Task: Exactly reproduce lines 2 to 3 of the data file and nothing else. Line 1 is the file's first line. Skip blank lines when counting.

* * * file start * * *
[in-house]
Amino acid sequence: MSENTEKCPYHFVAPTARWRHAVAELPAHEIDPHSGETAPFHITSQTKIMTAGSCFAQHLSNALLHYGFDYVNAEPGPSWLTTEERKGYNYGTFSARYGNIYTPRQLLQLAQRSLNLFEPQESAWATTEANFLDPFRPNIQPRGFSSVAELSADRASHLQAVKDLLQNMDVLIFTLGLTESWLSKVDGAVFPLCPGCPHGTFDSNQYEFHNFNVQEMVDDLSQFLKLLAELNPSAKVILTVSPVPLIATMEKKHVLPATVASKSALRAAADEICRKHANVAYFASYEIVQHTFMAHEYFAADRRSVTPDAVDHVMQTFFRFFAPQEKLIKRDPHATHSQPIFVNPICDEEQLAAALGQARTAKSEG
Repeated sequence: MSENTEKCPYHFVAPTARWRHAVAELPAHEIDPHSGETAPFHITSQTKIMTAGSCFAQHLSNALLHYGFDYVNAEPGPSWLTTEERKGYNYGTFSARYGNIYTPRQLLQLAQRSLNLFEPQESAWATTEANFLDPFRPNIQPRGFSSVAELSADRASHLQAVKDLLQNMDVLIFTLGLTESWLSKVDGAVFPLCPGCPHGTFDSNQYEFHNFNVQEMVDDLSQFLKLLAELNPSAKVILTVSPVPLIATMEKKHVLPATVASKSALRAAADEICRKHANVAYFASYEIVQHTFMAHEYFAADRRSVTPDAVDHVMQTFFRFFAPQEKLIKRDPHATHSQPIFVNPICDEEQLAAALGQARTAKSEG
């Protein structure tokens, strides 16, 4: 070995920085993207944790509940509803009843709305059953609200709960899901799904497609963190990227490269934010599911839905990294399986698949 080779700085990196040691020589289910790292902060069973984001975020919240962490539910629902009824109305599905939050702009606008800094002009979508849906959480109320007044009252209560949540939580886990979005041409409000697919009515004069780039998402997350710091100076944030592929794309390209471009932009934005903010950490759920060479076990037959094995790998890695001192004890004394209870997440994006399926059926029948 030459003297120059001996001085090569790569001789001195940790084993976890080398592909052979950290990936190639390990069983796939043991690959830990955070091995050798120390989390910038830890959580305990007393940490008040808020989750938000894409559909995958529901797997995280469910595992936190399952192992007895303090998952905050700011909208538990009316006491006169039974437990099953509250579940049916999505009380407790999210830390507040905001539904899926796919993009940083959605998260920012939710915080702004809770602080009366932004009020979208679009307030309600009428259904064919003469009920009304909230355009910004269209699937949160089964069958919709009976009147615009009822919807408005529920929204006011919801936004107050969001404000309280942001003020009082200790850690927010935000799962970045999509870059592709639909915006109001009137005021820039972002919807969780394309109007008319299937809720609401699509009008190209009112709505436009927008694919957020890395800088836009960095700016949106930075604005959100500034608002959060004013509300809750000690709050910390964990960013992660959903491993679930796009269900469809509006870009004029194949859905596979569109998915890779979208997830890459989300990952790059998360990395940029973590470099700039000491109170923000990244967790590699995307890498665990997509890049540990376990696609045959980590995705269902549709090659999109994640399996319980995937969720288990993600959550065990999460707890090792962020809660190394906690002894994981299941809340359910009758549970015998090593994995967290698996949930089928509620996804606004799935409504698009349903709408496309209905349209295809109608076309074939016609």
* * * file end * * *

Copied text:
Amino acid sequence: MSENTEKCPYHFVAPTARWRHAVAELPAHEIDPHSGETAPFHITSQTKIMTAGSCFAQHLSNALLHYGFDYVNAEPGPSWLTTEERKGYNYGTFSARYGNIYTPRQLLQLAQRSLNLFEPQESAWATTEANFLDPFRPNIQPRGFSSVAELSADRASHLQAVKDLLQNMDVLIFTLGLTESWLSKVDGAVFPLCPGCPHGTFDSNQYEFHNFNVQEMVDDLSQFLKLLAELNPSAKVILTVSPVPLIATMEKKHVLPATVASKSALRAAADEICRKHANVAYFASYEIVQHTFMAHEYFAADRRSVTPDAVDHVMQTFFRFFAPQEKLIKRDPHATHSQPIFVNPICDEEQLAAALGQARTAKSEG
Repeated sequence: MSENTEKCPYHFVAPTARWRHAVAELPAHEIDPHSGETAPFHITSQTKIMTAGSCFAQHLSNALLHYGFDYVNAEPGPSWLTTEERKGYNYGTFSARYGNIYTPRQLLQLAQRSLNLFEPQESAWATTEANFLDPFRPNIQPRGFSSVAELSADRASHLQAVKDLLQNMDVLIFTLGLTESWLSKVDGAVFPLCPGCPHGTFDSNQYEFHNFNVQEMVDDLSQFLKLLAELNPSAKVILTVSPVPLIATMEKKHVLPATVASKSALRAAADEICRKHANVAYFASYEIVQHTFMAHEYFAADRRSVTPDAVDHVMQTFFRFFAPQEKLIKRDPHATHSQPIFVNPICDEEQLAAALGQARTAKSEG